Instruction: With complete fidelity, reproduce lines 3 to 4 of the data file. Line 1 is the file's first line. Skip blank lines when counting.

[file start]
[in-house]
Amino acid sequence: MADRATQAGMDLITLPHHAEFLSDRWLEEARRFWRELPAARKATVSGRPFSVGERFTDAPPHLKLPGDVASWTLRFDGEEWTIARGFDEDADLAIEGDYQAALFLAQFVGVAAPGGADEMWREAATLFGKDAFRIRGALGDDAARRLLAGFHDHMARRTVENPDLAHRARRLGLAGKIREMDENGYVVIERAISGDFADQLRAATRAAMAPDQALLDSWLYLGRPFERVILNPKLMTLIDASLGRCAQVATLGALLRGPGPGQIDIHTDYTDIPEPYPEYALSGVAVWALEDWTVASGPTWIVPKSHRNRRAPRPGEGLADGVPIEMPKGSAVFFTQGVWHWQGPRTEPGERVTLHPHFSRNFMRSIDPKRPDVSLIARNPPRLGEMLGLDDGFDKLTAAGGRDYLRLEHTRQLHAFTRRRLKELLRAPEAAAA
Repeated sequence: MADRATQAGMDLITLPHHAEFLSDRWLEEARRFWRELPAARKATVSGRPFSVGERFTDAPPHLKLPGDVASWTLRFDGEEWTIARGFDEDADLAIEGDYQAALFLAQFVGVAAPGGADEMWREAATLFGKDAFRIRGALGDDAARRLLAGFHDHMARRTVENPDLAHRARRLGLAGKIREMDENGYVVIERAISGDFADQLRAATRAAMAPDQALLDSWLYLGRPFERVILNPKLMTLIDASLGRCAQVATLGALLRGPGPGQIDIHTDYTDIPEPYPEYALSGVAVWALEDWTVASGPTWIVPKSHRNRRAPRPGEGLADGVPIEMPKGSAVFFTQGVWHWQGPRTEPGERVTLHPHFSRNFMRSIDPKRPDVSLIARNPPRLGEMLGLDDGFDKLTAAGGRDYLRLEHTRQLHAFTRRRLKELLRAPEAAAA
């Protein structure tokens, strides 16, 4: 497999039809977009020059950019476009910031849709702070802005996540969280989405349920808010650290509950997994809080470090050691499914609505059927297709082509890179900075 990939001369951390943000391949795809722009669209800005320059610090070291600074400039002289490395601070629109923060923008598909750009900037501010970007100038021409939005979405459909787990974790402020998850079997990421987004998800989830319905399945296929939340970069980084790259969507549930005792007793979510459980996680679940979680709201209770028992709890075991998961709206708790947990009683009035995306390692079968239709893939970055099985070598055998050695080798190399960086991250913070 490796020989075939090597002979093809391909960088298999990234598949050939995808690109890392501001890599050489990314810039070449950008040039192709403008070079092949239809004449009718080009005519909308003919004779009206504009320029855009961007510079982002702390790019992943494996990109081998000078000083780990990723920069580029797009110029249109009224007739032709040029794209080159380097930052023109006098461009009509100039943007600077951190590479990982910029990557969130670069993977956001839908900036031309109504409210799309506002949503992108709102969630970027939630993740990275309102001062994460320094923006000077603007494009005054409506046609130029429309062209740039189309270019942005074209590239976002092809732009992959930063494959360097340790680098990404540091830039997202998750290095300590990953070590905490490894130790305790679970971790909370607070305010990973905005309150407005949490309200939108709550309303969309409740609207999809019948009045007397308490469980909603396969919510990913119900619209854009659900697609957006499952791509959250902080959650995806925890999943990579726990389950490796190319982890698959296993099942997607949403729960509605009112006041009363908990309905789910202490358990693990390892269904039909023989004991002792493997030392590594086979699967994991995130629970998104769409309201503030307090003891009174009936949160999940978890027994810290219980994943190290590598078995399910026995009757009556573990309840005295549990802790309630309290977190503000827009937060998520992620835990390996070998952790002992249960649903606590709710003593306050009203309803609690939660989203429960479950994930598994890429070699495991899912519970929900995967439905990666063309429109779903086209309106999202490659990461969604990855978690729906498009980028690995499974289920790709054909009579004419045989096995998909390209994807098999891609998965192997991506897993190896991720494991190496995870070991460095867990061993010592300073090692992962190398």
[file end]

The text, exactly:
Repeated sequence: MADRATQAGMDLITLPHHAEFLSDRWLEEARRFWRELPAARKATVSGRPFSVGERFTDAPPHLKLPGDVASWTLRFDGEEWTIARGFDEDADLAIEGDYQAALFLAQFVGVAAPGGADEMWREAATLFGKDAFRIRGALGDDAARRLLAGFHDHMARRTVENPDLAHRARRLGLAGKIREMDENGYVVIERAISGDFADQLRAATRAAMAPDQALLDSWLYLGRPFERVILNPKLMTLIDASLGRCAQVATLGALLRGPGPGQIDIHTDYTDIPEPYPEYALSGVAVWALEDWTVASGPTWIVPKSHRNRRAPRPGEGLADGVPIEMPKGSAVFFTQGVWHWQGPRTEPGERVTLHPHFSRNFMRSIDPKRPDVSLIARNPPRLGEMLGLDDGFDKLTAAGGRDYLRLEHTRQLHAFTRRRLKELLRAPEAAAA
């Protein structure tokens, strides 16, 4: 497999039809977009020059950019476009910031849709702070802005996540969280989405349920808010650290509950997994809080470090050691499914609505059927297709082509890179900075 990939001369951390943000391949795809722009669209800005320059610090070291600074400039002289490395601070629109923060923008598909750009900037501010970007100038021409939005979405459909787990974790402020998850079997990421987004998800989830319905399945296929939340970069980084790259969507549930005792007793979510459980996680679940979680709201209770028992709890075991998961709206708790947990009683009035995306390692079968239709893939970055099985070598055998050695080798190399960086991250913070 490796020989075939090597002979093809391909960088298999990234598949050939995808690109890392501001890599050489990314810039070449950008040039192709403008070079092949239809004449009718080009005519909308003919004779009206504009320029855009961007510079982002702390790019992943494996990109081998000078000083780990990723920069580029797009110029249109009224007739032709040029794209080159380097930052023109006098461009009509100039943007600077951190590479990982910029990557969130670069993977956001839908900036031309109504409210799309506002949503992108709102969630970027939630993740990275309102001062994460320094923006000077603007494009005054409506046609130029429309062209740039189309270019942005074209590239976002092809732009992959930063494959360097340790680098990404540091830039997202998750290095300590990953070590905490490894130790305790679970971790909370607070305010990973905005309150407005949490309200939108709550309303969309409740609207999809019948009045007397308490469980909603396969919510990913119900619209854009659900697609957006499952791509959250902080959650995806925890999943990579726990389950490796190319982890698959296993099942997607949403729960509605009112006041009363908990309905789910202490358990693990390892269904039909023989004991002792493997030392590594086979699967994991995130629970998104769409309201503030307090003891009174009936949160999940978890027994810290219980994943190290590598078995399910026995009757009556573990309840005295549990802790309630309290977190503000827009937060998520992620835990390996070998952790002992249960649903606590709710003593306050009203309803609690939660989203429960479950994930598994890429070699495991899912519970929900995967439905990666063309429109779903086209309106999202490659990461969604990855978690729906498009980028690995499974289920790709054909009579004419045989096995998909390209994807098999891609998965192997991506897993190896991720494991190496995870070991460095867990061993010592300073090692992962190398």